We make it easy to see step-by-step how you take a bare PCB and apply solder paste.

I have been hand stenciling circuit boards for about 2 years. In that time I have stenciled over 1,000 circuit boards by hand. I learned to stencil by watching YouTube videos and personal experimentation. The tools you use will reflect on your work. Meaning if you use an inexpensive mylar stencil, then your finished product will reflect that of an inexpensive stencil. I recommend professional metal stencils with a frame (even for hand stenciling). Spreading solder paste is a lot like spreading peanut butter. Fresh out of the fridge it's difficult to spread. Let the solder paste warm to room temperature.  

Things you will need:

  • Printed Circuit Board (PCB)
  • Stencil (metal or mylar)
  • Solder Paste
  • Squeegee or application tool
  • PCB holders (other PCBS with tape work well)
  • Gloves
  • Scrap Paper
  • Paper towels (tissue paper works too) 


Begin by securing your PCB to a flat surface. If you don't have precut holders, you might want to consider using other PCBS. You will want to make sure the holders are the same thickness as your PCB. Typical PCB thickness is 1.64mm. 

After you fit the PCB snug tight with the holders, you can then align your stencil on top. The key is to make sure every pad/hole can is aligned.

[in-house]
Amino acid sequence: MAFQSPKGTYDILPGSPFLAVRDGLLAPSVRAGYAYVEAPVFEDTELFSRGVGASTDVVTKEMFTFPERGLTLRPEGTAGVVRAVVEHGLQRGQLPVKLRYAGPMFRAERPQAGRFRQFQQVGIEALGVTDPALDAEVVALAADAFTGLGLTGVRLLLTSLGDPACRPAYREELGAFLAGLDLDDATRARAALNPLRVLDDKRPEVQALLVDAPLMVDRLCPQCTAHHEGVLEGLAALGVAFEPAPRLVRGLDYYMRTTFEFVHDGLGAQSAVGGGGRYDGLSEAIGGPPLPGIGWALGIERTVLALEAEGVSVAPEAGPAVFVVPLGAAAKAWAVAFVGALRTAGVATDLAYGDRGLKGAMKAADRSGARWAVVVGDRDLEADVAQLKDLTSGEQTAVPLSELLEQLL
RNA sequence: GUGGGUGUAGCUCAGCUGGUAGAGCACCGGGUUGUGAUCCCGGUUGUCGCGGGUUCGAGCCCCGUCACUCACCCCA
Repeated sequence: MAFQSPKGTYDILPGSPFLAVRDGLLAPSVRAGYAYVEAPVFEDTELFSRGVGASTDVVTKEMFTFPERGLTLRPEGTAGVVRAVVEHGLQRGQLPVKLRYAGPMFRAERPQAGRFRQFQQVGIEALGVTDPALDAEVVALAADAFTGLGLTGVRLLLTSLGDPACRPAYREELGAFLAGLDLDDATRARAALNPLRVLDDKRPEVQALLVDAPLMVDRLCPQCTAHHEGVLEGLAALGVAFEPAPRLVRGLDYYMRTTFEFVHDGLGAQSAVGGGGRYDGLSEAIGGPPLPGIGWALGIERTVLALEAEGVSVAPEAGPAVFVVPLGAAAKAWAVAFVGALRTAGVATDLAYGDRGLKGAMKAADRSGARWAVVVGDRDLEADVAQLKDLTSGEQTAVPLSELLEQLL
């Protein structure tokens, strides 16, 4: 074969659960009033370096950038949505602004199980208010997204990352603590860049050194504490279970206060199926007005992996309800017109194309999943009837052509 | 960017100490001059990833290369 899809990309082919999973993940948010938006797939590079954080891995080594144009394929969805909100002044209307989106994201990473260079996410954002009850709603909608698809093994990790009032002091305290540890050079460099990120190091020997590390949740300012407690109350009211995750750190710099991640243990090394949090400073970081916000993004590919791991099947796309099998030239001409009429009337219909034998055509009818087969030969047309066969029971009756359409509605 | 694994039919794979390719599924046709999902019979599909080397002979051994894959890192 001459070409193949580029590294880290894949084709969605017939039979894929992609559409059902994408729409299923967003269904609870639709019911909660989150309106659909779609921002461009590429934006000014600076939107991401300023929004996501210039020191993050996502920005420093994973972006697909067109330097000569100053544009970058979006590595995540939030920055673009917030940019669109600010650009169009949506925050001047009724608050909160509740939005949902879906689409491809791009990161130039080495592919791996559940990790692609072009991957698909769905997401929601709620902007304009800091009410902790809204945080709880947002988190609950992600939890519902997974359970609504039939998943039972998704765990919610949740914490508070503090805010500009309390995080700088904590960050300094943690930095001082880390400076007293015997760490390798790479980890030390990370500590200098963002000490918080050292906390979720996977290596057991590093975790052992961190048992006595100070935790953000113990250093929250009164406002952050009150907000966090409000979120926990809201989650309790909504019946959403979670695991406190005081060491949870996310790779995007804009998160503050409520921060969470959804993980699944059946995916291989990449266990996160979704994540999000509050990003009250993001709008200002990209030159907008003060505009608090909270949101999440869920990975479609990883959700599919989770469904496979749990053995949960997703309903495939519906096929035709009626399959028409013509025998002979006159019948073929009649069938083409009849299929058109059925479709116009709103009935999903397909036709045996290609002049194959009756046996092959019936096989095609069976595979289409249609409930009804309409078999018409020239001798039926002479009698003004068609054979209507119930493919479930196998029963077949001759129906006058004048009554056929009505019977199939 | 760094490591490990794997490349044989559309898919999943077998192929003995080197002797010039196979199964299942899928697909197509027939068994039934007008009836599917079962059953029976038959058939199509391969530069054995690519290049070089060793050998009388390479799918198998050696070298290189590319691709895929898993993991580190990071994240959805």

You see the stencil is aligned pad for pad, directly on top of the PCB. Sometimes when working with mylar stencils, they flex after they have been taped to the desk/table. This shouldn't be a big issue because your squeegee will push the stencil down on the PCB as it runs over the board. I like to tape only 2 sides of the stencil to ensure the stencil doesn't rotate. The reason I don't tape all 4 sides, is because the mylar stencil seems to flex too much. And it's a pain when it comes to removing the stencil.


Locate your solder paste.

 
Make a blob from the starting side of the PCB.

 
Using your squeegee or applicator, slide from one side of the PCB to the other. Be careful when you attempt to lift up the squeegee, it will attempt to lift up your stencil. If the stencil were to lift and set back down...that could be bad because the paste may not come out clear. You only want to lift the stencil one time after solder paste has been applied. Make only one pass with the squeegee for best results.

I prefer to remove the stencil in one steady fluid move lifting only "one side" of the stencil, and leaving the parallel side to act like a hinge ( < ). I found the paste comes out crisper versus trying to lift the whole entire stencil at one time.  

 
You have successfully applied solder paste to your PCB with a stencil. Remember to clean your stencil. 

To clean the stencil, I prefer to set it flat on a piece of scrap paper, and slide my clean squeegee over the stencil to pick up excess solder. Apply a cleaning solution (rubbing alcohol or acetone) to your paper towel, then go over your stencil until it appears clean. Clean each side of the stencil (#1 and #2). It makes for easier application the next time you use your stencil.